Meth-ingredient sales tracker helping cops, company exec says
CHARLESTON, W.Va. -- Since January, more than 150 police officers in West Virginia have tapped an electronic system that tracks the main ingredient used to make the drug methamphetamine, according to data presented to a Kanawha County meth task force Thursday.
Those officers used the system -- called NPLEx -- to search for information about suspected meth makers nearly 18,000 times, and 654 suspects were put on a "watch list."
The numbers show NPLEx is working -- helping police track down meth cooks, find clandestine labs and arrest criminals, said Jim Acquisto, whose company developed the tracking system used in West Virginia and 26 other states.
"It provides very valuable intelligence," Acquisto told task force members at a meeting Thursday in Charleston.
In recent months, national drug policy experts, Kanawha County law enforcement officials and state pharmacy board administrators have sharply criticized the electronic system that tracks purchases of products containing pseudoephedrine, a key meth-making ingredient.
Last year, Acquisto and others promised that NPLEx would help reduce the number of meth labs in West Virginia. This year, however, law enforcement agencies have reported a record number of meth lab busts.
Acquisto said police could use the "real-time" system to catch meth addicts and cooks just minutes after they purchase pseudoephedrine -- known under brand names such as Sudafed, Claritin-D and Alegra-D -- at pharmacies.
However, Mike Rutherford, Kanawha County's chief deputy sheriff, said his department doesn't have the time or money to conduct such operations.
"I don't have the manpower to sit in the parking lot and do that," said Rutherford, who serves on the task force.
Acquisto also presented a report to the panel that showed NPLEx has blocked the sale of 14,306 boxes of the cold medication used to make meth since January. The electronic system blocks sales when people try to exceed monthly and yearly limits set by state law.
Nearly 40 percent of all blocked sales happened in Kanawha County, even though Kanawha has 10 percent of the state's population. The county also had 20 percent of all pseudoephedrine sales in West Virginia during the past eight months.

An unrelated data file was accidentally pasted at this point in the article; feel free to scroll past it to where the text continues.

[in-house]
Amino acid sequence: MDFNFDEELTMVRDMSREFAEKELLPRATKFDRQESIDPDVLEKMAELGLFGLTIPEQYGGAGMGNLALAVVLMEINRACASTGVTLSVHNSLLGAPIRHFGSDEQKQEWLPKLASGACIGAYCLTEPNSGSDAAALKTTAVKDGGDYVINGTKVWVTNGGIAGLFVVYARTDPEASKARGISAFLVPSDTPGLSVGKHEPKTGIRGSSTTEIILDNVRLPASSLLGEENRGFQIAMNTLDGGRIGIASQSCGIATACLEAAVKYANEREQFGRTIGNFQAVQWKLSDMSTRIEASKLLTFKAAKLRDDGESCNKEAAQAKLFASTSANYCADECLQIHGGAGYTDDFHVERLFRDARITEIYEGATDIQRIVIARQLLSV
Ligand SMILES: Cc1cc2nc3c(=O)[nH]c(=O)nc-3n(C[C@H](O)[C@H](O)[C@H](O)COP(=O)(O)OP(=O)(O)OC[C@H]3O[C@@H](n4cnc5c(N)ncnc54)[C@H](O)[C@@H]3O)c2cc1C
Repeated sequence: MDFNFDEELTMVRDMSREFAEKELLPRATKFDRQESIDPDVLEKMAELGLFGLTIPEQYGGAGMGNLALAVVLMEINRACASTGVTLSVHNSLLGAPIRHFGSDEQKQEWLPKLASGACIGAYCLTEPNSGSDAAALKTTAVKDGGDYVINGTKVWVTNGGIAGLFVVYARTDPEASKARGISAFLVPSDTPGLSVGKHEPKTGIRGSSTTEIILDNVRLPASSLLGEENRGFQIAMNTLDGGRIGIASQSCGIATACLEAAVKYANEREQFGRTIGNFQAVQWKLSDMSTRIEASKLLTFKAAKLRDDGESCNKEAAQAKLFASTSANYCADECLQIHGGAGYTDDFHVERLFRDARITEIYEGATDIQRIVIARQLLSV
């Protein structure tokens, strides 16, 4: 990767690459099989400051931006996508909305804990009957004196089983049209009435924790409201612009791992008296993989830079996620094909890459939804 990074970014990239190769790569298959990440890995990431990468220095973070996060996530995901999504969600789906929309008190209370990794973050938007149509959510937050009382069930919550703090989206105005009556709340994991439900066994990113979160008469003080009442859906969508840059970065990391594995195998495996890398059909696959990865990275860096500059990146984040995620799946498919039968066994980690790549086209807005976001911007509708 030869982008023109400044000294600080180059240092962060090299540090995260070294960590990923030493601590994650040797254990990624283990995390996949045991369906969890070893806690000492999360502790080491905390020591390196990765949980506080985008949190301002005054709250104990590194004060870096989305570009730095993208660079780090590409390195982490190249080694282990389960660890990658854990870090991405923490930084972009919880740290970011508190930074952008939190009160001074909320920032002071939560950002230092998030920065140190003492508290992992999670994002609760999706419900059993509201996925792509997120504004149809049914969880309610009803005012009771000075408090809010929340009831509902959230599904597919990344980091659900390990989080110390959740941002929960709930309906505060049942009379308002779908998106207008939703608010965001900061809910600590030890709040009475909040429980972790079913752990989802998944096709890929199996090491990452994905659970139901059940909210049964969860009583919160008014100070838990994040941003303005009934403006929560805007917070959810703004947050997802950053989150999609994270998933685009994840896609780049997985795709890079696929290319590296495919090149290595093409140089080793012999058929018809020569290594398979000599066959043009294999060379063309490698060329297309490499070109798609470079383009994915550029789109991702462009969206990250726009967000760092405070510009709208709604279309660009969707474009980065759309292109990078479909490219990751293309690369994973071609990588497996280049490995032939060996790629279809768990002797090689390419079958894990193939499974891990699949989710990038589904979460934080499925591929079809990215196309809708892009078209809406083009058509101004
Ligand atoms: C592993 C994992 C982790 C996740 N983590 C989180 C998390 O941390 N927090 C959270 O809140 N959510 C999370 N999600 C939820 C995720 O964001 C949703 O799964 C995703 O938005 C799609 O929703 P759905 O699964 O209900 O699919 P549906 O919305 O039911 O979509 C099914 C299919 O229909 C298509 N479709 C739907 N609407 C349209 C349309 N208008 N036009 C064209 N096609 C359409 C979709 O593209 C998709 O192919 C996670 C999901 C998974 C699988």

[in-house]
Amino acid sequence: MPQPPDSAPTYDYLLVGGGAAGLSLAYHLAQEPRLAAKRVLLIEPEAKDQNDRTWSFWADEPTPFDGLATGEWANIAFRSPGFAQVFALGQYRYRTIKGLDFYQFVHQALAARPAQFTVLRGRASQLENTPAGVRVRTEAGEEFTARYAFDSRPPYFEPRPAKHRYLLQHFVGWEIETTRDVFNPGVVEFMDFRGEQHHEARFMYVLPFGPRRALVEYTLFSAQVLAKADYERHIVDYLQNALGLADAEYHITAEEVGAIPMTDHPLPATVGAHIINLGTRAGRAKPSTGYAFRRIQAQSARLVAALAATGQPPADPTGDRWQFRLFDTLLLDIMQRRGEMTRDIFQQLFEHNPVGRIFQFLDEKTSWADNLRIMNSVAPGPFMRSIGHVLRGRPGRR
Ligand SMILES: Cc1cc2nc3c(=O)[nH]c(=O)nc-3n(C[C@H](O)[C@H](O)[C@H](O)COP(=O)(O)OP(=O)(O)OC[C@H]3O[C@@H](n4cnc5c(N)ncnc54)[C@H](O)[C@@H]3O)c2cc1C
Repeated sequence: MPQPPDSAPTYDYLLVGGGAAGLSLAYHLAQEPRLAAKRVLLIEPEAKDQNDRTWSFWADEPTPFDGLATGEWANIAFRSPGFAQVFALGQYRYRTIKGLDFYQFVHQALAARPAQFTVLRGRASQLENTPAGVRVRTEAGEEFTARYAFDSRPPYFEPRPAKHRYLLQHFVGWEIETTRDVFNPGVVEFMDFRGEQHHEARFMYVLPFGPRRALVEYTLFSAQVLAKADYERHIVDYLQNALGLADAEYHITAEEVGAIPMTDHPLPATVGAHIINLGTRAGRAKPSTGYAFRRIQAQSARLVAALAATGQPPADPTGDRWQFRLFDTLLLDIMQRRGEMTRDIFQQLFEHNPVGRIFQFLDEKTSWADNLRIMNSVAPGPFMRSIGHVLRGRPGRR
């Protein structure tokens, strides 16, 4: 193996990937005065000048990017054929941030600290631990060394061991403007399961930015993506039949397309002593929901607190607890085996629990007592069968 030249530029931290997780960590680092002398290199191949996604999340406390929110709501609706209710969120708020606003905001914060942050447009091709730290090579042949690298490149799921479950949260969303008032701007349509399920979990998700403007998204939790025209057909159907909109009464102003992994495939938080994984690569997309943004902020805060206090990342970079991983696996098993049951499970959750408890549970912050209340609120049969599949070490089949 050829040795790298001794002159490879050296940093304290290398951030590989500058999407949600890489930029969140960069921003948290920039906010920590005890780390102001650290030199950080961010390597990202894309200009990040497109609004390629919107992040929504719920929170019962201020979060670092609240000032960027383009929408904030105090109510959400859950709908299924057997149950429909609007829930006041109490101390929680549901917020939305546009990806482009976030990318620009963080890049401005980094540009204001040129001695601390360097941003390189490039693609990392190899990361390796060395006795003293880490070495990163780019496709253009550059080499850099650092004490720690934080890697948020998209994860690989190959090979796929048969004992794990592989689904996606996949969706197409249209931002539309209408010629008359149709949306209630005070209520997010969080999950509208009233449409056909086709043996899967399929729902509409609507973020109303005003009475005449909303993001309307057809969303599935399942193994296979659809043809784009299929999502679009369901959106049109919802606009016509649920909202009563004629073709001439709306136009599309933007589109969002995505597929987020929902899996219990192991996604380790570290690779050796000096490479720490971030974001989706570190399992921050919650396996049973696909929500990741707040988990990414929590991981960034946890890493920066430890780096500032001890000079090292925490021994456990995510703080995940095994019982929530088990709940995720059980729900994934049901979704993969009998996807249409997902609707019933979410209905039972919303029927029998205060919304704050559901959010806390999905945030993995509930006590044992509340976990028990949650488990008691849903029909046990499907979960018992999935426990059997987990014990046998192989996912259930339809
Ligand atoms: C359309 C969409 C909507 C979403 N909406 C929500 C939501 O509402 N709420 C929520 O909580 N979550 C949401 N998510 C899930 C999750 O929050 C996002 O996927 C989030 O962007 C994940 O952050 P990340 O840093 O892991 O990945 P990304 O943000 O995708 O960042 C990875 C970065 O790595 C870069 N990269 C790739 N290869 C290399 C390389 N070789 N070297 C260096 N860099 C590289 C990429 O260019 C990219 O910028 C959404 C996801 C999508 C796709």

Statewide, NPLEx has blocked 4 percent of all sales this year.
"They're able to stop folks before they get the pseudoephedrine to the lab," said Acquisto, vice president of government affairs for Appriss Inc.
Some task force members asked Acquisto if NPLEx -- which is funded by over-the-counter drug manufacturers -- shares customer purchase information with the pharmaceutical companies. The firms could use the sales data for marketing purposes.
State and federal laws prohibit that, Acquisto said.
"Nobody but law enforcement has access to the personal transaction data," he said.
Other task force members asked if Appriss is paid more money for increased pseudoephedrine sales.
Acquisto declined to answer specific questions about Appriss' contract with the drug manufacturers.
"If we block sales, we're not paid less," he said.
Carlos Gutierrez, who serves on the task force and represents the drug companies, said pseudoephedrine sales have declined in West Virginia and other states because of NPLEx.
"It's cutting down on our sales," he said.
Gov. Earl Ray Tomblin's substance-abuse bill in 2012 mandated that West Virginia pharmacies report to the NPLEx tracking system.
That year and the year before, state lawmakers rejected bills that would have required a doctor's prescription to purchase the cold and allergy medicine that's also used to make meth.
On Thursday, Lt. Chad Napier, an investigator with the Charleston Police Department, said police officers respond to complaints about meth labs nearly every day.
Napier said the officers often discover children in homes where meth labs are set up.
"The problem is huge," he said. "My guys don't want to be out there in the middle of it."
Napier said he supports legislation that would require a prescription for pseudoephedrine. Meth lab incidents have declined significantly in some states, such as Oregon and Mississippi, which have enacted a prescription-only law.
"It's a solvable problem," Napier said. "Make it prescription-only, and you won't have meth labs."
Reach Eric Eyre at email@example.com or 304-348-4869.